Young Microbiologist of the Year Finalists: Prokaryotic Division
Posted on September 3, 2018 by Microbiology Society
The Sir Howard Dalton Young Microbiologist of the Year Prize is awarded by the society each year. The prize recognises and rewards excellence in science communication by a Microbiology Society Member who is a postgraduate student or postdoctoral researcher, having gained their PhD in the last two years. Two finalists are shortlisted from each of the Society’s divisions based on a presentation given the Microbiology Society Annual Conference or Irish meetings. The eight young scientists in this shortlist will give a 15-minute presentation at the Microbiology Society’s Annual General Meeting (AGM) on September 6. In the run up to the AGM, we will be getting to know this year’s finalists:
Job Title: 3rd year PhD Student
Place of Work: University of Birmingham
Research Interests: General research interests include polymicrobial interactions, nutrient competition, antifungal resistance, and host-pathogen interactions. I am also interested in the translation between scientific research and clinical output, to not lose sight of the “big picture.” Currently, my main interest lies in science communication, as I truly love learning about and discussing science.
Theme of talk: My work focuses on a deadly fungus, Rhizopus microsporus, which causes mucormycosis in immunocompromised individuals. This organism is highly antifungal resistant and is incredibly difficult to treat, leading to almost 100% mortality in disseminated infections. The aim of my research is to investigate the impact of opportunistic bacteria on the pathogenicity of R. microsporus. Here I will discuss the relationship between R. microsporus and Pseudomonas aeruginosa, where these bacteria can strongly inhibit fungal germination. This interaction could have important implications for clinical management and pharmaceutical research for this aggressive fungus.
If I would not be a microbiologist, I would be… a dietician or psychologist! I actually majored in nutrition and minored in psychology during my undergraduate degree at the University of Tennessee in the US. Afterwards I considered pursuing further qualifications in these areas, but instead decided to continue with research after volunteering in several laboratories.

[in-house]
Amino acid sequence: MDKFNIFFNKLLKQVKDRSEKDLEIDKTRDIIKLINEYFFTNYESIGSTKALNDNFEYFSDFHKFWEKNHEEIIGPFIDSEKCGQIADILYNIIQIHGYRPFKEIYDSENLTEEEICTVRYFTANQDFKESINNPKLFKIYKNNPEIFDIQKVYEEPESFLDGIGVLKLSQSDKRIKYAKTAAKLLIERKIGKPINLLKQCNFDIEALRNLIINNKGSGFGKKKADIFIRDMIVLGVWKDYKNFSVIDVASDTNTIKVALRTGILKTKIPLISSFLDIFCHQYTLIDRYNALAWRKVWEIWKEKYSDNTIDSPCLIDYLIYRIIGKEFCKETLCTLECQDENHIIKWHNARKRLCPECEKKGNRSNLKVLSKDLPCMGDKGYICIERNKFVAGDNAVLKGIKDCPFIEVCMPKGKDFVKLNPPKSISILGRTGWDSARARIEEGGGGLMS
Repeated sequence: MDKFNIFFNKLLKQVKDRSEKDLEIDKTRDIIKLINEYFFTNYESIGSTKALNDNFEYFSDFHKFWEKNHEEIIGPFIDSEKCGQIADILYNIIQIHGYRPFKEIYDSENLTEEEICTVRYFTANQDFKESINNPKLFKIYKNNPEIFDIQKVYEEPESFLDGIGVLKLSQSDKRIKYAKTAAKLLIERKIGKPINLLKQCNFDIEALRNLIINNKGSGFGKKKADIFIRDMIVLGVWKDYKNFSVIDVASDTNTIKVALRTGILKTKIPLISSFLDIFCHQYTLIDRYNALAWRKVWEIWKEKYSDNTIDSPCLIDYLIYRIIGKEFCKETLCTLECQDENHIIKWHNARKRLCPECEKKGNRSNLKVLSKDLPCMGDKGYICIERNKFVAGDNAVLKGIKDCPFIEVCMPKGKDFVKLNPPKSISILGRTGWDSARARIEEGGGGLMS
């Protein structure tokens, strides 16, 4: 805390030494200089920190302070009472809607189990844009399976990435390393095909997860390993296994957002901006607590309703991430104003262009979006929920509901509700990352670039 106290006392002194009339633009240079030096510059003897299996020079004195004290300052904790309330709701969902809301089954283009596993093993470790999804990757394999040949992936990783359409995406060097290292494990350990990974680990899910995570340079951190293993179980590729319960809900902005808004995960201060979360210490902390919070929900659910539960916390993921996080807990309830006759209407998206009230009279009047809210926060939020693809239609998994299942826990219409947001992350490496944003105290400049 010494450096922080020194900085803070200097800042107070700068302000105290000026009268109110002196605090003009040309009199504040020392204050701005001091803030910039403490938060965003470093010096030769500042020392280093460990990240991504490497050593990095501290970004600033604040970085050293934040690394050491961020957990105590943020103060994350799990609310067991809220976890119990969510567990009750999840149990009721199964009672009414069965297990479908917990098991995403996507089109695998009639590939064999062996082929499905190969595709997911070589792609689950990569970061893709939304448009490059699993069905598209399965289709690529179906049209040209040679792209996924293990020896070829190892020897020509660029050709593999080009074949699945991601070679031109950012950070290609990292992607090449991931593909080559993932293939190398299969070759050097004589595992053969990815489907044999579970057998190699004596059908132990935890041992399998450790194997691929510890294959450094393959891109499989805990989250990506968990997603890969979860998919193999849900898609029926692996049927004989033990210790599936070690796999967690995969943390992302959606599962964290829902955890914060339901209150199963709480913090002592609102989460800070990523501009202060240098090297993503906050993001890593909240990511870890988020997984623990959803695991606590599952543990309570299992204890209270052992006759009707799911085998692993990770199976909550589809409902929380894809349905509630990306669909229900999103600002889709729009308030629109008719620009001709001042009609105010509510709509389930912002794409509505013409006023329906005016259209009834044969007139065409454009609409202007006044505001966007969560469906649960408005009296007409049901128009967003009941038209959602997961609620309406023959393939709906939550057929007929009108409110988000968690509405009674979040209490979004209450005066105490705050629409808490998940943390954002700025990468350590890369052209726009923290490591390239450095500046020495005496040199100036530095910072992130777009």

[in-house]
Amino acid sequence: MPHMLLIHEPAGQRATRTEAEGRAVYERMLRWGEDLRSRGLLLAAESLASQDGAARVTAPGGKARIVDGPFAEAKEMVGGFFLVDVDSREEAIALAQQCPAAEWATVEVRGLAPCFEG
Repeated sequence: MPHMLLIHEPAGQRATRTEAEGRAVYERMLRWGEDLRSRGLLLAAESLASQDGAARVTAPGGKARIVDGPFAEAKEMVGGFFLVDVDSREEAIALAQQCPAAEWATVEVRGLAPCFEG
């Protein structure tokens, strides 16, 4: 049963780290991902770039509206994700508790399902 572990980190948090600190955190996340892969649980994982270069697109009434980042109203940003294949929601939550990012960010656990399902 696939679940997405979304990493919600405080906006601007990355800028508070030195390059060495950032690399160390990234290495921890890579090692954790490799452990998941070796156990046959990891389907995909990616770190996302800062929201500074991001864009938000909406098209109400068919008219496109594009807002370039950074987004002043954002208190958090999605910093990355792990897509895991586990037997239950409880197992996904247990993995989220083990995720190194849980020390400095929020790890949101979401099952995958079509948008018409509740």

Courtney's talk, 'Pseudomonas aeruginosa inhibits Rhizopus microsporus germination via the sequestration of iron' will take place at 15:45 at the Microbiology Society AGM on September 6.
Job Title: Postdoctoral Researcher
Place of Work: University of Cambridge, Department of Biochemistry
Research Interests: I am fascinated by the molecular mechanisms which pathogenic microorganisms use to colonise their hosts and resist our interventions. My interest has recently extended to encompass the basis of interactions which occur during polymicrobial infection: an area which will, I believe, yield some exciting new discoveries.
Theme of talk: Many people with cystic fibrosis will develop a Pseudomonas aeruginosa bacterial infection during their lives which can lead to a chronic infection. This infection reduces lung function and, therefore, life expectancy. I am exploring how P. aeruginosa regulates the activation of key nutrient utilisation pathways which allow it to persist in the lung and resist antibiotic intervention. P. aeruginosa infection is difficult to treat as it displays an inherent resistance to many commonly used antibiotics. Understanding these important metabolic branch points will allow for the development of new antimicrobials that specifically target this organism.
If I would not be a microbiologist, I would be… a live sound engineer. I have a passion for live music and have an interest in the way live sound mixing can enhance a performance. I think this would be a stimulating career that could lend itself to travelling the world.
Stephen's talk, 'Knowing the Enemy: How does Pseudomonas aeruginosa regulate carbon flux through its glyoxylate shunt?' will take place at 15:45 at the Microbiology Society AGM on September 6.